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Building Trust with Immigrant and Refugee Families: Spreading and Adapting 2Gen Working Practices

April 22, 2022

Trust between social service organizations and their clients is crucial to effectively provide services to immigrant and refugee families. Our brief on building trust with these groups explores how we can form these relationships and sustain them long-term to best serve these vulnerable communities.

Better Responses to Differing Immigration Statuses: Spreading and Adapting 2Gen Working Practices

April 22, 2022

What does it take to deliver 2Gen services to families, youth, and children whose various immigrant statuses may dictate different access to benefits and make sure all family members are supported, healthy, and feel welcome and safe in their place? Our brief on immigration status examines how service organizations can provide a sense of stability and security and create a supportive environment in which immigrant and refugee communities feel safe enough to seek help around immigration statuses. When organizations are prepared for this sensitive topic, they can serve an even more valuable role in ensuring that these communities feel safe and prepared for whatever tomorrow may bring.

Growing Language Skills with Immigrant and Refugee Families: Spreading and Adapting 2Gen Working Practices

April 22, 2022

What can be done to help immigrant families with the language barrier as they work on improving their language skills? This brief focuses on the linguistic challenges many face as they try to acclimate to life in the United States or abroad when their native language is no longer dominant in their surroundings. From designing ESOL programs and curricula around the needs of families to recognizing and accounting for dialects when sharing resources or providing services, we took an in-depth look at how we can help families overcome the language barrier.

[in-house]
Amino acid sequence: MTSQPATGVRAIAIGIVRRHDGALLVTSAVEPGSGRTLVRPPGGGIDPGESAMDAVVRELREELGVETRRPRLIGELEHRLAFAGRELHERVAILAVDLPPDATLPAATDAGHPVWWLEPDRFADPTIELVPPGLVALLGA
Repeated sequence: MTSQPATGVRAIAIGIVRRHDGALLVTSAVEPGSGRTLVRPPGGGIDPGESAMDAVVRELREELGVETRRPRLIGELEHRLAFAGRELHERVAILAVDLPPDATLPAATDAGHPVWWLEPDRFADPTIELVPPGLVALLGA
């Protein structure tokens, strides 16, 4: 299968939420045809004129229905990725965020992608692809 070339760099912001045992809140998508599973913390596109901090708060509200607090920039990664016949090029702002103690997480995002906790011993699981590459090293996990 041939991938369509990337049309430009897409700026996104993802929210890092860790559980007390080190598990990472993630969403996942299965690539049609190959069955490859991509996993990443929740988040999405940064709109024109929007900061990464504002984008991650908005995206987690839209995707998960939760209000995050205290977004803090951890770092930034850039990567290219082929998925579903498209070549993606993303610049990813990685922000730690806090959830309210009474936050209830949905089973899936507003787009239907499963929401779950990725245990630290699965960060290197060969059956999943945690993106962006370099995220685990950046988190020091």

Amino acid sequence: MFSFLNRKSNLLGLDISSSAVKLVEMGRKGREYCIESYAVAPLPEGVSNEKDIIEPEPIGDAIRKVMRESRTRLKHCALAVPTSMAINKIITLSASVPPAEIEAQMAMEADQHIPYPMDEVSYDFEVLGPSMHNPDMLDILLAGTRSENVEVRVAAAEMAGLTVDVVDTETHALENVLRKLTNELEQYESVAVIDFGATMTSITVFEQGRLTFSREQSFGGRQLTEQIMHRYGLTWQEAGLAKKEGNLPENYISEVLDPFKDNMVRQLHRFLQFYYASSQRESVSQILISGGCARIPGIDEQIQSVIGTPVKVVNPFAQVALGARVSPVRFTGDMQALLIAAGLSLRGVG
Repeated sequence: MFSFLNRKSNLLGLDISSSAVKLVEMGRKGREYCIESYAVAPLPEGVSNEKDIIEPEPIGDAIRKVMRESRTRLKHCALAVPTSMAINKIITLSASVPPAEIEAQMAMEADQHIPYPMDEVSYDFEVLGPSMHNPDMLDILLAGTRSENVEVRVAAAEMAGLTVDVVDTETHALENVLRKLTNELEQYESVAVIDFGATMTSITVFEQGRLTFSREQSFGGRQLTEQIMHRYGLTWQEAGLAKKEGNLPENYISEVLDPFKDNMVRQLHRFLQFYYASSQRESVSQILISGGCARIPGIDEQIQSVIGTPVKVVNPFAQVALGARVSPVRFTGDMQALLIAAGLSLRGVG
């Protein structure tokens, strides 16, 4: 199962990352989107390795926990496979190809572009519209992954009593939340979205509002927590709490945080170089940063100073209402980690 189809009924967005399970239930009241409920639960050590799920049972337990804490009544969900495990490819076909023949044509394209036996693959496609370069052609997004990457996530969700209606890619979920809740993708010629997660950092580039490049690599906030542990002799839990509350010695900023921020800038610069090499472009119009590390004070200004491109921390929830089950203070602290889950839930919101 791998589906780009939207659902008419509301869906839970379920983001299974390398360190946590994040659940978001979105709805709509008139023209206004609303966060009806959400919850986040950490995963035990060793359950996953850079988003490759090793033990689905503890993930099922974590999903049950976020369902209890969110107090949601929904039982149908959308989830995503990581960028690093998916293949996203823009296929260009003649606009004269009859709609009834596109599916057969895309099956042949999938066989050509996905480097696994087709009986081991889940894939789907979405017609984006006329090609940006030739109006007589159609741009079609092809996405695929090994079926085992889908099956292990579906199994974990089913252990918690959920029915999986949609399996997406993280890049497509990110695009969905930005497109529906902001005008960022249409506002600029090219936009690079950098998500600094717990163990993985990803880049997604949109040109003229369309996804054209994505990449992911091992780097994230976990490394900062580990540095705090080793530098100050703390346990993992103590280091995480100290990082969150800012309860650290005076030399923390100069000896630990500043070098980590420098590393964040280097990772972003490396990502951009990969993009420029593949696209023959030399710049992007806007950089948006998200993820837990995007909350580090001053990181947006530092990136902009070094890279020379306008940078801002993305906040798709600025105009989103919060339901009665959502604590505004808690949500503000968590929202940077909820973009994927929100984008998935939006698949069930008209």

Cultural Competency Secrets to Success with Immigrant and Refugee Families: Spreading and Adapting 2Gen Working Practices

April 22, 2022

The cultural shift for immigrant and refugee families can be welcomed for some and terrifying for others, but what are the cultural competency secrets to success that can best support these groups? As service providers build their understanding of and responsiveness to the cultures of their newer customers, they can more equitably engage with and effectively serve them, which leads to better outcomes for immigrant and refugee families and the local communities.

Responding to the ECEC Needs of Children of Refugees and Asylum Seekers in Europe and North America

April 1, 2018

This report explores the findings of a nine-country study of ECEC policies and practices designed to serve young children of refugees and asylum seekers. It draws on fieldwork conducted in Belgium, Canada, Germany, Greece, Italy, the Netherlands, Sweden, Turkey, and the United States—major host countries with varied refugee and asylum-seeker populations, migration-management policies, and ECEC systems—to highlights both common challenges and promising practices.